Festival (TV channel)

Festival is a defunct American premium cable television network that was owned by Home Box Office, Inc., then a subsidiary of Time Inc., and operated from 1986 to 1988. The channel's programming consisted of uncut and re-edited versions of recent older theatrically released motion pictures, along original music, comedy and nature specials sourced from the parent HBO channel aimed at a family audience.

CountryUnited States
Broadcast areaNationwide
(in select markets)
HeadquartersNew York City, New York
OwnerHome Box Office, Inc.
(Time Inc.)
Sister channelsHBO
LaunchedApril 1, 1986; 35 years ago (1986-04-01)
ClosedDecember 31, 1988; 32 years ago (1988-12-31)


Cover of the January 1988 issue of Festival's monthly program guide.

On April 1, 1986, HBO began test-marketing a tertiary premium service, Festival, to an estimated 850 subscribers over six cable systems owned by then-sister company American Television and Communications Corporation (eventually expanding to 25 systems by the Summer of 1986).[2][3][4][5] The channel—which transmitted for 19 hours each day from 7:00 a.m. to 2:00 a.m. Eastern Time daily—was targeted at older audiences who found programming containing violence and sexual situations on other premium services objectionable, television viewers without cable service, and basic cable subscribers that opted against retaining a subscription to a premium service.[4][6]

Primarily to cater to the former demographic, Festival focused around family-friendly fare that included classic and recent hit movies (including collections of feature films starring a featured actor, known as "Star Salutes"), and documentaries, along with HBO original stand-up comedy, concert, nature and ice skating specials (which Festival branded under the "Centerstage" banner). Atypical for a premium service, Festival aired "airline-style" versions of R-rated movies re-edited to fit a PG rating on the channel's schedule.[1][7]

As Festival was designed as a mini-pay premium service (similar to Take 2 before it), subscription pricing for the channel was set lower than that of HBO and Cinemax (between $2.99 and $6.99 per month—equivalent to between $6.03 and $14.11 in 2019, adjusted for inflation[8]—depending on the cable system). Festival also provided subscribers with a 20-page, color monthly program guide. Like HBO, Festival also ran occasional free preview periods, such as the October 30 to November 2, 1987 preview hosted by Tony Randall.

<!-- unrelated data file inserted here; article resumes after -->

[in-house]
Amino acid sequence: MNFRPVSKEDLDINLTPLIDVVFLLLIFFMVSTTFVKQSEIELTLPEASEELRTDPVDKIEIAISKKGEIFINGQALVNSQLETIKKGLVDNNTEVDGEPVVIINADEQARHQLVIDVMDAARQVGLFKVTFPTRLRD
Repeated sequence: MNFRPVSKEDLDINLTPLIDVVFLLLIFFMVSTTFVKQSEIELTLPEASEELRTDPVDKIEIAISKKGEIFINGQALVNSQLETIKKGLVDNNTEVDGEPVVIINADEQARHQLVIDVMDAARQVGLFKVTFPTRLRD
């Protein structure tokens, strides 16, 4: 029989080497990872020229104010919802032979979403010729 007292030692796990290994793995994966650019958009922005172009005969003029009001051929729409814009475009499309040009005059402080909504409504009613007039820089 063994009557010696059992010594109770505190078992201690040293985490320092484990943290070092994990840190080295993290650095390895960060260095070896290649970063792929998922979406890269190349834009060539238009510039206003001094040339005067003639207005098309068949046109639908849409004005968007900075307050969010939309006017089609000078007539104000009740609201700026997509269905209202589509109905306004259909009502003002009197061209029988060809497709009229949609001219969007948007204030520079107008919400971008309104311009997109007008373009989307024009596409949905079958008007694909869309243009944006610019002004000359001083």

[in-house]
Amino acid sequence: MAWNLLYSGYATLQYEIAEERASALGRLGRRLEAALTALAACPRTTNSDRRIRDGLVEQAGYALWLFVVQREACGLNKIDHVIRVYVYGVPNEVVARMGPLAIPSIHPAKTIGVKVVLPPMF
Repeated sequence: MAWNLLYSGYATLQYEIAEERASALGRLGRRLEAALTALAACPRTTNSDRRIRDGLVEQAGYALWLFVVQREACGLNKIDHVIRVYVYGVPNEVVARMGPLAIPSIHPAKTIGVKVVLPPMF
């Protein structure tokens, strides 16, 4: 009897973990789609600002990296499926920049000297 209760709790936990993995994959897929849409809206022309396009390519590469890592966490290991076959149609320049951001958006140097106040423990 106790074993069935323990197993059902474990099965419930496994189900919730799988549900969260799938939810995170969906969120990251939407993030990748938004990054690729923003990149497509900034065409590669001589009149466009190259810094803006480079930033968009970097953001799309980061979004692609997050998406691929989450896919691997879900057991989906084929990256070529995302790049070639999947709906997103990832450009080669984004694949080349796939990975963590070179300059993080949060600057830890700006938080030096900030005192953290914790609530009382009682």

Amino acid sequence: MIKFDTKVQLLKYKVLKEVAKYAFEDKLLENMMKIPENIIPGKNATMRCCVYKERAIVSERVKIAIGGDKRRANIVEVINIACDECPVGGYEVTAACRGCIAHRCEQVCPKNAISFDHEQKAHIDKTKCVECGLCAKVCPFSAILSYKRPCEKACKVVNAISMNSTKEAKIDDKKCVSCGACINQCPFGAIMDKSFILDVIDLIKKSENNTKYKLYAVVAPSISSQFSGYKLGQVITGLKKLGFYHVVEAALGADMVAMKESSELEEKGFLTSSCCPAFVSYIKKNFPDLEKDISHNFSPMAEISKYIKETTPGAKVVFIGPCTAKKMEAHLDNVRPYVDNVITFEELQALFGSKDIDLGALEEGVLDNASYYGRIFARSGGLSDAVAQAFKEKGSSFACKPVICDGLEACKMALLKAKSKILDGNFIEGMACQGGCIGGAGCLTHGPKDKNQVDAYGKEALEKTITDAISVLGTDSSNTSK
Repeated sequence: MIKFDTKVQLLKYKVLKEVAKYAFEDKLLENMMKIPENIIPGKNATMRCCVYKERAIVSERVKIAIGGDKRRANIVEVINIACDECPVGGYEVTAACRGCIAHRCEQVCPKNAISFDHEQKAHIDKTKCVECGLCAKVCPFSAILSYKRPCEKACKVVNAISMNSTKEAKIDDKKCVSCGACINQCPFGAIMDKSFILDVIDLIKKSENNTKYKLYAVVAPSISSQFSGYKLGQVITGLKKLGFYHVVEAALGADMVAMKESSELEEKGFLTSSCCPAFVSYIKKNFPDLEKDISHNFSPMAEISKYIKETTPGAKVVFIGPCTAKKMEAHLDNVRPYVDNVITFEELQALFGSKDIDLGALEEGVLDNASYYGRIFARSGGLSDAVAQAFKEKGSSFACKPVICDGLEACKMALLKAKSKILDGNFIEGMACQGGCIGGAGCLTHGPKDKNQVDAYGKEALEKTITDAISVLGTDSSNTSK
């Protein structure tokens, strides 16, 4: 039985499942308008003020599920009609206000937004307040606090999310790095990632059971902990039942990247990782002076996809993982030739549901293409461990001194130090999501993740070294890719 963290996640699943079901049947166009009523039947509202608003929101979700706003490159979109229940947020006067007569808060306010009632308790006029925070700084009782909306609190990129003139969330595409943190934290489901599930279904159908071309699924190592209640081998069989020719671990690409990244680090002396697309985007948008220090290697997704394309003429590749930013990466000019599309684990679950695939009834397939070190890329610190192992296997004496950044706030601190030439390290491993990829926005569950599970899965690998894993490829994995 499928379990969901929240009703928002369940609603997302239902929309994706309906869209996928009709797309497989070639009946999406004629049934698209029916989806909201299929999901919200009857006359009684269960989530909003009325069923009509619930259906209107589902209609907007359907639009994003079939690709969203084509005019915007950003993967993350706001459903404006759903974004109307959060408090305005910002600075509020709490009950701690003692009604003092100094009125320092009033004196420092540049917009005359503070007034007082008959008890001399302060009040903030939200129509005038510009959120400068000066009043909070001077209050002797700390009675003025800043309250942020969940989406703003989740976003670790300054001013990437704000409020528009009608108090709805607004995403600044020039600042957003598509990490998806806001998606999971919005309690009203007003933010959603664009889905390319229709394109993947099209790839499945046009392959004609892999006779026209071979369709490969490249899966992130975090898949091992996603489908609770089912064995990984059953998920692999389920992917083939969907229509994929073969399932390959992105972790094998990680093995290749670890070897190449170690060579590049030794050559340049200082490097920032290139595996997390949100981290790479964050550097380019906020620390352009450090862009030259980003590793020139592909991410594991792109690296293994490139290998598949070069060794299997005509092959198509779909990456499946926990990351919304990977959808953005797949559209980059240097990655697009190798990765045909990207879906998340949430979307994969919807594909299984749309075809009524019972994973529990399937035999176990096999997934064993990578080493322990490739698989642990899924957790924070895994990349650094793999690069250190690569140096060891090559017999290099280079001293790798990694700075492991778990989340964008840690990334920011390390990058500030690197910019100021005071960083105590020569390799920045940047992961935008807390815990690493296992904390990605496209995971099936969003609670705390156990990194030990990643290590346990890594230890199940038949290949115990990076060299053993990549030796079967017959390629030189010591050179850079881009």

On July 14, 1988, Home Box Office, Inc. announced it would shut down Festival at the end of the year, citing headend channel capacity limitations that prevented Festival from expanding beyond the 102 systems that already carried the service. The channel had reoriented its marketing initiatives to aggressively target cable subscribers who subscribed to another pay service. At its peak, Festival had an estimated 30,000 subscribers by the Summer of 1988, putting it at a distant last place in total subscriber reach among the eight American premium cable services operating at the time. (By comparison, during the same timeframe, HBO had reached 15.9 million subscribers and fellow sister channel Cinemax reached 5.1 million, while Festival's most direct competitor, The Disney Channel—then also a family-oriented premium service until it shifted to basic cable in April 1997—had 3.18 million subscribers.) Festival ceased operations on December 31, 1988.[9][2][10][11][12]


  1. ^ a b Festival program guide, Home Box Office, Inc., January 1988, p. Front cover
  2. ^ a b Festival program guide, Home Box Office, Inc., 1987
  3. ^ "Burgeoning world of cable programing" (PDF). Broadcasting. Broadcasting Publications Inc. June 16, 1986. p. 10. Retrieved May 17, 2020 – via American Radio History.
    "Burgeoning world of cable programing" (PDF). Broadcasting. Broadcasting Publications Inc. June 16, 1986. p. 11. Retrieved May 17, 2020 – via American Radio History.
  4. ^ a b "Cablecastings: Festival expansion" (PDF). Broadcasting. Broadcasting Publications Inc. April 7, 1986. p. 10. Retrieved May 17, 2020 – via American Radio History.
  5. ^ Michael Schneider (December 2, 2020). "13 TV Networks That Pulled a Quibi and Died a Quick Death". Variety. Retrieved January 17, 2021.
  6. ^ David Crook (February 15, 1986). "HBO Plans To Test New Pay Channel". Los Angeles Times. Retrieved July 22, 2020.
  7. ^ Thomas Morgan (February 17, 1986). "HBO Launching Service To Attract Older Audience". Fort Lauderdale Sun-Sentinel. Times Mirror Company.
  8. ^ As calculated by the US Bureau of Statistics' CPI Inflation Calculator
  9. ^ Bill Mesce (November 6, 2013). "It's Not TV: HBO, The Company That Changed Television: Expanding The Brand (Part 1)". Sound on Sight. Retrieved February 1, 2014.
  10. ^ "HBO changes marketing plan for Festival" (PDF). Broadcasting. Broadcasting Publications Inc. June 20, 1988. p. 53. Retrieved May 16, 2020 – via American Radio History.
  11. ^ "The Cable Network Programing Universe" (PDF). Broadcasting. Broadcasting Publications Inc. May 30, 1988. p. 41. Retrieved May 17, 2020 – via American Radio History.
  12. ^ "HBO's Festival to go dark" (PDF). Broadcasting. Broadcasting Publications Inc. July 18, 1988. p. 61. Retrieved May 17, 2020 – via American Radio History.